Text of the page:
The Volokh Conspiracy
Mostly law professors | Sometimes contrarian | Often libertarian | Always independent
The new Occupational Safety and Health Administration (OSHA) Emergency Temporary Standard is already coming under fire. Multiple lawsuits have been filed challenging its legality, and more are on the way as conservative state attorneys general join the fray. (Fortunately for court watchers, these suits will be consolidated.)
Members of Congress are also taking aim at the ETS. Indiana Senator Mike Braun has announced his plans to try and repeal the OSHA ETS through the Congressional Review Act. Under the CRA, Congress may reject a new regulation with a simple majority vote in each house. Of particular importance, procedural tactics like the filibuster are unavailable to block a vote on a CRA resolution. Nonetheless, invocation of the CRA will not result in repeal of the OSHA rule.
The Washington Times reports that Senator Braun already has the support of forty of his Senate colleagues. If he can corral all 50 Senate Republicans, he would need only one Senate Democrat for a CRA resolution to pass the Senate. If Republicans hold ranks, a half-dozen or so Democrat defections would send the resolution to the White House, but that is where the story will end. There is little question President Biden would veto a CRA resolution rejecting the OSHA ETS.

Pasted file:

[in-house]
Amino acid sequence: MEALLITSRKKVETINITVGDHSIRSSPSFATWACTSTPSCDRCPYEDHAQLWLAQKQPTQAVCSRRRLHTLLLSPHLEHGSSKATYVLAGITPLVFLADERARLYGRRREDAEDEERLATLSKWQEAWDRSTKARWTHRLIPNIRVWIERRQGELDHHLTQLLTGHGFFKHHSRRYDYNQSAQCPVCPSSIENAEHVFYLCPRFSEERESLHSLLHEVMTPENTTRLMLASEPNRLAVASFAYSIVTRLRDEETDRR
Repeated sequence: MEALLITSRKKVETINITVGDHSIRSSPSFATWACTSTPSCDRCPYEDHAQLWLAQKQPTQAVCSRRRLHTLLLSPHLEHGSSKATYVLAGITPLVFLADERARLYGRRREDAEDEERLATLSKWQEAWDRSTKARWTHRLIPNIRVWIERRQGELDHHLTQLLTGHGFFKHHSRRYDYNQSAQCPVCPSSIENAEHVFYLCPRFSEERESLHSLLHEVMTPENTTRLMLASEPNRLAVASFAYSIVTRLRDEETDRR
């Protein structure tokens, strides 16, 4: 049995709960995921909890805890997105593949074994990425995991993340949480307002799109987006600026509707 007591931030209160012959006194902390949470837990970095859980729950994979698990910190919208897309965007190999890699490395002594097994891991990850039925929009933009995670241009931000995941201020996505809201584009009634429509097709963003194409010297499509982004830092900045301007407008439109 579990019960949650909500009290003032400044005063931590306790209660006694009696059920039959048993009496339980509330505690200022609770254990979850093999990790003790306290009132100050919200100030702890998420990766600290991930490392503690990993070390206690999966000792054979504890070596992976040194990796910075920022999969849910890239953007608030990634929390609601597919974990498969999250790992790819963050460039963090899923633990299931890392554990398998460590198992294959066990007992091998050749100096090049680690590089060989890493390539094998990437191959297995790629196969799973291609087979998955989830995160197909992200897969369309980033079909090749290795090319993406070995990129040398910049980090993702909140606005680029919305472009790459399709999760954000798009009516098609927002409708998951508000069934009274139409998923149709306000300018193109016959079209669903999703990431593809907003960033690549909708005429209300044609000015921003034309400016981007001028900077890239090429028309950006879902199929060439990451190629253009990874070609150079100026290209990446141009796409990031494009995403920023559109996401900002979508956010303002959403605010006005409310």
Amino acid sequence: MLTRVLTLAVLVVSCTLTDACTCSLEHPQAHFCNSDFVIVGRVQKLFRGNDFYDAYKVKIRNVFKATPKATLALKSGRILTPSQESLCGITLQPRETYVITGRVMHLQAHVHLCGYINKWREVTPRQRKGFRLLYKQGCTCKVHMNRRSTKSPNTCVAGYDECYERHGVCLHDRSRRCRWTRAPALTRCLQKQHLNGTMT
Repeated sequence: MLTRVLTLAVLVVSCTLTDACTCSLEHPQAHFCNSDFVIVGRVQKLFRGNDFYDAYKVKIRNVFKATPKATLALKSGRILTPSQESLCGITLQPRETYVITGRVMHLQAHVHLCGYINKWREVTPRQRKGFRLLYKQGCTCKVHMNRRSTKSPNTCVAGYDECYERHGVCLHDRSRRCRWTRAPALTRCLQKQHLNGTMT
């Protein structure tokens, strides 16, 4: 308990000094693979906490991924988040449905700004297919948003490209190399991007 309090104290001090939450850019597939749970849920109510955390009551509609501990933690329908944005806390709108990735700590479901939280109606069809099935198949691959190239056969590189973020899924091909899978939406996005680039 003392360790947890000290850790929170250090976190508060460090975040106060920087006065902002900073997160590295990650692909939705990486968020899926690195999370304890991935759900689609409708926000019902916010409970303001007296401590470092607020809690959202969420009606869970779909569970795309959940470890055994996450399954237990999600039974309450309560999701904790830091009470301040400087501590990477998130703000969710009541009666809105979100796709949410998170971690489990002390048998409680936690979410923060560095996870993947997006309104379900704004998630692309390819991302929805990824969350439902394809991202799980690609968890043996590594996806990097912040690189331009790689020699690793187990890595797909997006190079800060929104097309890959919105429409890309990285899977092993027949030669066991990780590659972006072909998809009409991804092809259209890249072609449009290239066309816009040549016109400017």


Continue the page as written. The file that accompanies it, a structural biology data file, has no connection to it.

If a CRA resolution cannot pass, why would Republicans push one? Politics. The CRA can be used to force a vote on the resolution and make members of Congress go on record. Insofar as the OSHA ETS is unpopular in some parts of the country or with some constituencies, a CRA vote may have political value.
For more background on the CRA, see this post. Also, I discussed the legal vulnerabilities of the OSHA ETS in this post, which includes an update on my disagreements with my co-blogger Ilya Somin. Time permitting, I will post further on the interesting preemption issues raised by the OSHA ETS.